Category

Chickens

Dinner’s Ready!

If you have ordered chickens, it’s time to pick them up! If you need to change your order at all, please call  or email cory@pearsonfamily.farm  as soon as possible to let us know. We do have a waiting list for these delicious, free-range chickens.

We have new chicks growing quickly, so let us know if you would like us to reserve some for you.

Chicken Picnic

The chickens are happy. They are finally old enough – and it’s finally warm enough – for them to get outside and enjoy their new pasture.  The white birds are so pretty in the green grass, scratching in the dirt and pecking at tasty bugs.

We’re also expecting more egg layers, so we’ve been spring cleaning and sprucing up the coop.

Happy chickens lay better eggs.

Make your reservations now for a delicious chicken dinner!

We have 12 more chickens that will be available the 1st week of June. This has proven to be wonderful meat. We raise our chickens in a clean, healthy farm environment without the use of antibiotics or other unnecessary chemicals.

Email cory@pearsonfamily.farm for more information.

There are also a few remaining for the end of June and some for the middle of July, but order soon, before they are all gone!

Spring Chickens!

Tomorrow morning, bright and early, we will receive a phone call from the US Post Office, requesting that we come as soon as possible to pick up our chicks.  One peeping chick is cute; 150 peeping chicks are LOUD!  We have been busy preparing their new home, setting up nice warm brooders for them until they are old enough for free ranging.  Rich topsoil is being spread now for planting pasture grass.

PF.F Logo2 dirt

We look forward to the sight of the chickens pecking happily in the green grass.

chickens in grass

Spring Chickens

The first run chick order has been placed and will arrive in early April. There are still a few available so place your orders soon if you would like some from this batch (cory@pearsonfamily.farm). The meat birds should be ready for processing in the first and second week of June.

chickensWe have a mixed order of meat birds coming as well as yard birds. I have to say, I had no idea how much I would enjoy raising chickens. It all started with one abandoned bantam rooster that someone dumped at the farm. He never let us get too close but he didn’t go too far either. He was completely self sufficient. He ate spilled grain around the bins and foraged all day. He drank from the cat’s dish or found standing water after a rain. He did a beautiful job of keeping the entire bin area clean.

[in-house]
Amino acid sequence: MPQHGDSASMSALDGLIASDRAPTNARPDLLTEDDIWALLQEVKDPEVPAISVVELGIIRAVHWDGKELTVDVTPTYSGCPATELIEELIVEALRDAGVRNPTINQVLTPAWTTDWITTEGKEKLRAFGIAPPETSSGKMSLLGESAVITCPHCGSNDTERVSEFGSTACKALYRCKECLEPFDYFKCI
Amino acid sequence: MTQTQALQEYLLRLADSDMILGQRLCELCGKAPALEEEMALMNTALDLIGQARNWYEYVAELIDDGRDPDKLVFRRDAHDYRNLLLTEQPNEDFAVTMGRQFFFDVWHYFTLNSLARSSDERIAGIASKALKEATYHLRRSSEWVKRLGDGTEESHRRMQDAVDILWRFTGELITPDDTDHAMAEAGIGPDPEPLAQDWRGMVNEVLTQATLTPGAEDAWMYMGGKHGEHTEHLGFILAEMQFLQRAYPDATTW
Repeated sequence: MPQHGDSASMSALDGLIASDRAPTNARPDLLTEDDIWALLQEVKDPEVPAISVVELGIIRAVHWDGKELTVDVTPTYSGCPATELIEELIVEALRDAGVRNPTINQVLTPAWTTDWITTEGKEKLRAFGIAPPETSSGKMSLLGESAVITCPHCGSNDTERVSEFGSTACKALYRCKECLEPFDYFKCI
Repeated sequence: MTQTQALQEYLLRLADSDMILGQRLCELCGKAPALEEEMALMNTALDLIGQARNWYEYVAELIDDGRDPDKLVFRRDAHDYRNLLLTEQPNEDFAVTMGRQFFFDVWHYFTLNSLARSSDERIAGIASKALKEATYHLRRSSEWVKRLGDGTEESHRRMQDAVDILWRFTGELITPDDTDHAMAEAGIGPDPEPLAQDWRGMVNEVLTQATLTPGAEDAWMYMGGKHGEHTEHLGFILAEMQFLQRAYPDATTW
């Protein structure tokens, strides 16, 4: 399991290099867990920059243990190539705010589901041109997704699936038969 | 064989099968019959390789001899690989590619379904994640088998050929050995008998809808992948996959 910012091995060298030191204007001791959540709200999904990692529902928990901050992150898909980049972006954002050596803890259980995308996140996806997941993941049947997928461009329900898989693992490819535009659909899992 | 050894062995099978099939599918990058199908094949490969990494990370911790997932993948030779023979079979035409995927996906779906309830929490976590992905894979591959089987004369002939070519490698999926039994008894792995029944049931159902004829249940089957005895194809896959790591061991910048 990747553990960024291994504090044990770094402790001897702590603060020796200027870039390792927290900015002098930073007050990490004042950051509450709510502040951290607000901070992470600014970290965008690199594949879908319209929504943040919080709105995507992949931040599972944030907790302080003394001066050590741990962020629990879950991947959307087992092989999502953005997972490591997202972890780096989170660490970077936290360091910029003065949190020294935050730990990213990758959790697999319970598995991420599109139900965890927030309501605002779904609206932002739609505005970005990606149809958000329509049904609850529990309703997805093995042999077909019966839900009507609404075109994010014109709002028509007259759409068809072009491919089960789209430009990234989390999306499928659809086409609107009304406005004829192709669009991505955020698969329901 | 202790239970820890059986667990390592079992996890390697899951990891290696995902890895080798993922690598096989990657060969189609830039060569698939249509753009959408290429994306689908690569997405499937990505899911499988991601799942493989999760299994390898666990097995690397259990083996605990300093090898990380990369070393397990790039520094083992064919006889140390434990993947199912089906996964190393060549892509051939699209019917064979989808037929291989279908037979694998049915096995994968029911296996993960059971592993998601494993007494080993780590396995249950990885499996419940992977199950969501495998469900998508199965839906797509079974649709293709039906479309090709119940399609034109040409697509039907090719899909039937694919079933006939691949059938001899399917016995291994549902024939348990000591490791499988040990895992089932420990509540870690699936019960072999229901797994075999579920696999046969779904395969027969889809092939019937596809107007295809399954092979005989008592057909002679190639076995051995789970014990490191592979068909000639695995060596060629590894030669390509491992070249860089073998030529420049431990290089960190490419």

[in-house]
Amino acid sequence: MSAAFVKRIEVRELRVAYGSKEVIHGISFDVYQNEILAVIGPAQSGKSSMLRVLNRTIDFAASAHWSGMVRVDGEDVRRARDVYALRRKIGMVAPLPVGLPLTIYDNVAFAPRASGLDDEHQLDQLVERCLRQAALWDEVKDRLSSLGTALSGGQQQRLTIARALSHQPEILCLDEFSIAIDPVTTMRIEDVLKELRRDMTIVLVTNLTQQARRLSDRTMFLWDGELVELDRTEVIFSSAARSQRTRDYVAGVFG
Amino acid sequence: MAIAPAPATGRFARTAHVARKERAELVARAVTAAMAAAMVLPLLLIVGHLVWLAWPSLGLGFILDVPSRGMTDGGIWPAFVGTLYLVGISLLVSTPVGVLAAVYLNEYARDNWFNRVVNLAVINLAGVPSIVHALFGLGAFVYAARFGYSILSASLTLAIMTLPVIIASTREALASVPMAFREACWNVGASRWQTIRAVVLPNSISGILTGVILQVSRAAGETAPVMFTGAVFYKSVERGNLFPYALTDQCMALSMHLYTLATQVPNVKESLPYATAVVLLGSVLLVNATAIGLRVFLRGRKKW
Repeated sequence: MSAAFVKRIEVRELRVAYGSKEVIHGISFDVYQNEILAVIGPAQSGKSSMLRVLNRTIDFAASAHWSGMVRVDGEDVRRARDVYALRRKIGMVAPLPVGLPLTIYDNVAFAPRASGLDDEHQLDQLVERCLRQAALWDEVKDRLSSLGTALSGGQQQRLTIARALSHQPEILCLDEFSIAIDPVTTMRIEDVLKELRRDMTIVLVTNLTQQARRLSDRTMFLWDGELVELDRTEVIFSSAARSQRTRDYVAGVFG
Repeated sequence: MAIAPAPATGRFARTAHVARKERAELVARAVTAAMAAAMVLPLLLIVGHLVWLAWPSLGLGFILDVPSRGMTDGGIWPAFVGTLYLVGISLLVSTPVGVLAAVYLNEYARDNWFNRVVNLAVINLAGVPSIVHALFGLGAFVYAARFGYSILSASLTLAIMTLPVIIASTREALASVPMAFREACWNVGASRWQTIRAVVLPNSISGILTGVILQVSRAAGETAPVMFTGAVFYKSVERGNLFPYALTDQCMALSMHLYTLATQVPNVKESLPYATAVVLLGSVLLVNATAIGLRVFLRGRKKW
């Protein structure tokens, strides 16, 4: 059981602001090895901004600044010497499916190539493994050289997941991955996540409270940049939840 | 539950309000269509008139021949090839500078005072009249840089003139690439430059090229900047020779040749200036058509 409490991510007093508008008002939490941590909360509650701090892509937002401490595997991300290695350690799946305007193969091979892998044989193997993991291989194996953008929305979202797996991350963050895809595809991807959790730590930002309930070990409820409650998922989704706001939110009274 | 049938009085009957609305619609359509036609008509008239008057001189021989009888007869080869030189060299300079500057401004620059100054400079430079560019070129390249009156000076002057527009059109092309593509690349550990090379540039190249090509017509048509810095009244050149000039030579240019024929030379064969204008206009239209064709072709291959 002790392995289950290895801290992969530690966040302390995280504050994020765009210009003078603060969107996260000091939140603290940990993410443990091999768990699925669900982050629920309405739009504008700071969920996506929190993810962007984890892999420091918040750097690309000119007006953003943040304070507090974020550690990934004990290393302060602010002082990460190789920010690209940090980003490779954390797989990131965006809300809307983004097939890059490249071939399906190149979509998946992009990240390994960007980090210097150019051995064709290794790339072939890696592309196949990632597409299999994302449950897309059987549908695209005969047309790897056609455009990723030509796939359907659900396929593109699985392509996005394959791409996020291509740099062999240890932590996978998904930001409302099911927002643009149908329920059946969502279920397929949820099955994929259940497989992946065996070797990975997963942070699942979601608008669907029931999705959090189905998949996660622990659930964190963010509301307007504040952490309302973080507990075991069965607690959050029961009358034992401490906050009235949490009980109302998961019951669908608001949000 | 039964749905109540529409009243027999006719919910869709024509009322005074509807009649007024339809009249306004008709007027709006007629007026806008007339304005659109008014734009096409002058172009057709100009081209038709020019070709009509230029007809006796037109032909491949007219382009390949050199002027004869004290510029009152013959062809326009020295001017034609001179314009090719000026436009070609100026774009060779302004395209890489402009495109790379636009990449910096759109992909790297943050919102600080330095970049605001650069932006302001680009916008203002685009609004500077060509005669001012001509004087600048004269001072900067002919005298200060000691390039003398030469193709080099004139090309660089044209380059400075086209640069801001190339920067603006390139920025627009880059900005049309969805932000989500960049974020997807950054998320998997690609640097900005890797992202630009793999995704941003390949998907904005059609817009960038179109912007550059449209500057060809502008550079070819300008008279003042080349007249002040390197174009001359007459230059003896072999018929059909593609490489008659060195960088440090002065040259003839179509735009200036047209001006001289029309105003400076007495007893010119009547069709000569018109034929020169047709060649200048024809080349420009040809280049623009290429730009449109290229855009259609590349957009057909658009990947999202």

We now keep a small yard flock for eggs and enjoy delicious meat, knowing that our chicken is raised humanely and processed with great care in a safe environment.

fermenting3After much research and experimenting, we have settled on a feeding system that seems to work best for us and our birds. Besides free-range foraging, they are also given a diet of fermented grains and greens. We like to grow our own feed for the chickens so we know what we are eating in both our meat and our eggs.

 

fermenting1Their diet includes popcorn and Indian corn, which are still non-gmo products at this time. Popcorn is higher in protein than other corns, but it is a very hard kernel and needs to be soaked to soften it for a few days before it can be mixed into the fermenting batch of feed. We also use other grains and greens from the garden and yard. We raise our garden without unnecessary chemicals, so I am comfortable knowing that my birds are fed the best diet possible.

 

In our first year of raising the Cornish Rock Cross, we decided to build four portable chicken tractors that could be moved every day. I saw several options online and finally settled on modifying one to create a design of our own. By having four of them, we started 100 chicks in one coop and divided them into two when they outgrew it. In another week or so we had to divide them into the third and then the fourth. Each tractor comfortably accommodates 25 full grown birds with room to run outside as well.

Our yard birds (egg layers/pets) have been a fun barnyard mix. We have hatched our own eggs a few times and developed a nice little flock. We were looking for a little more consistency and new varieties to share with our customers when we are open for pumpkin sales in the fall, so we have three breeds of chicks on order – Silver Laced Wyandottes, Buff Orpingtons, and ISA Browns. We are building them a new hen house in the grainery. I am looking forward to the new birds I ordered (but I won’t be surprised if I find I can’t resist a few more from the local feed store)